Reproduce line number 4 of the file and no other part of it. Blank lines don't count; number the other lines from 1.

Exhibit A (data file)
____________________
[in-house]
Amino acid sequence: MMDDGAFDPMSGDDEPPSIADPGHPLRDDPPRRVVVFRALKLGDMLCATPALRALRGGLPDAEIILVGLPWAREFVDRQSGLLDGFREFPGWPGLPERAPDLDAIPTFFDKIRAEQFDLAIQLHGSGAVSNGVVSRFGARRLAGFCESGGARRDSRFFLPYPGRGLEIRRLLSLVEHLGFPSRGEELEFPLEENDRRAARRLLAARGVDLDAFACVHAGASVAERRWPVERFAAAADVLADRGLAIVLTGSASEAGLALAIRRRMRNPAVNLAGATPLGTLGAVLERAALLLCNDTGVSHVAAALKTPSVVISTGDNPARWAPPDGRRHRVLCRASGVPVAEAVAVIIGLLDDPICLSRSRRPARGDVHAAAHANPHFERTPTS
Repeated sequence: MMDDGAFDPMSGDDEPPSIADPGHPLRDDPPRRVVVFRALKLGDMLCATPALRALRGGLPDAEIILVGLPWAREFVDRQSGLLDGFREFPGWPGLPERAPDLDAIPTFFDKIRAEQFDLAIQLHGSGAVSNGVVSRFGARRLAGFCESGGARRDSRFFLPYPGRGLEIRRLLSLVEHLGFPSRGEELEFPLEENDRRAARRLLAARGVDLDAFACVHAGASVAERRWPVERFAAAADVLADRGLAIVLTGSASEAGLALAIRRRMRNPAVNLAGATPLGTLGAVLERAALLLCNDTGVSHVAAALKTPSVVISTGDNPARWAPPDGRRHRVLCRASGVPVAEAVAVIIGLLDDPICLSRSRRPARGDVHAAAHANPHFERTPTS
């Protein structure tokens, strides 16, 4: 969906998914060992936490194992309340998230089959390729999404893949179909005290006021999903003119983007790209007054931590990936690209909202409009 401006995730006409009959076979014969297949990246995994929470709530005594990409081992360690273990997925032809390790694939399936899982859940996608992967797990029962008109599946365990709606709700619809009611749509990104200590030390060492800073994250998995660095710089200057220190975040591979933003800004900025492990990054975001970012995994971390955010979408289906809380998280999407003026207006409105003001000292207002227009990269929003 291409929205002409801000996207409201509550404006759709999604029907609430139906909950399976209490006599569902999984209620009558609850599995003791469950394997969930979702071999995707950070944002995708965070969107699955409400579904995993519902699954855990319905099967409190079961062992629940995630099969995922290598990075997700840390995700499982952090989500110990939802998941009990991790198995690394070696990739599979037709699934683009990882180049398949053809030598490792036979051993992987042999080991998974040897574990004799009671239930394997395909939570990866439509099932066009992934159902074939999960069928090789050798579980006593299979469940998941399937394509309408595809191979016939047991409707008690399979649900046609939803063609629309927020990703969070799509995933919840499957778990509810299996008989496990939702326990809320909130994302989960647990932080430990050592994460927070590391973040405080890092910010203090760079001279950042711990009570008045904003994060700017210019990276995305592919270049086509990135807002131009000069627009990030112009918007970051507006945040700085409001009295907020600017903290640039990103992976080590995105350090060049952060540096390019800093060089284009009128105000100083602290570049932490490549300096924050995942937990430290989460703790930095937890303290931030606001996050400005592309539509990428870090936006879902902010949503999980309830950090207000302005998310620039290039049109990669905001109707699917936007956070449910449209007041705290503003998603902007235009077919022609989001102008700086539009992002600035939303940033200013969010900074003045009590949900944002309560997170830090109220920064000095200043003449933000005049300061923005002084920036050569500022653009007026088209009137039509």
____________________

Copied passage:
């Protein structure tokens, strides 16, 4: 969906998914060992936490194992309340998230089959390729999404893949179909005290006021999903003119983007790209007054931590990936690209909202409009 401006995730006409009959076979014969297949990246995994929470709530005594990409081992360690273990997925032809390790694939399936899982859940996608992967797990029962008109599946365990709606709700619809009611749509990104200590030390060492800073994250998995660095710089200057220190975040591979933003800004900025492990990054975001970012995994971390955010979408289906809380998280999407003026207006409105003001000292207002227009990269929003 291409929205002409801000996207409201509550404006759709999604029907609430139906909950399976209490006599569902999984209620009558609850599995003791469950394997969930979702071999995707950070944002995708965070969107699955409400579904995993519902699954855990319905099967409190079961062992629940995630099969995922290598990075997700840390995700499982952090989500110990939802998941009990991790198995690394070696990739599979037709699934683009990882180049398949053809030598490792036979051993992987042999080991998974040897574990004799009671239930394997395909939570990866439509099932066009992934159902074939999960069928090789050798579980006593299979469940998941399937394509309408595809191979016939047991409707008690399979649900046609939803063609629309927020990703969070799509995933919840499957778990509810299996008989496990939702326990809320909130994302989960647990932080430990050592994460927070590391973040405080890092910010203090760079001279950042711990009570008045904003994060700017210019990276995305592919270049086509990135807002131009000069627009990030112009918007970051507006945040700085409001009295907020600017903290640039990103992976080590995105350090060049952060540096390019800093060089284009009128105000100083602290570049932490490549300096924050995942937990430290989460703790930095937890303290931030606001996050400005592309539509990428870090936006879902902010949503999980309830950090207000302005998310620039290039049109990669905001109707699917936007956070449910449209007041705290503003998603902007235009077919022609989001102008700086539009992002600035939303940033200013969010900074003045009590949900944002309560997170830090109220920064000095200043003449933000005049300061923005002084920036050569500022653009007026088209009137039509």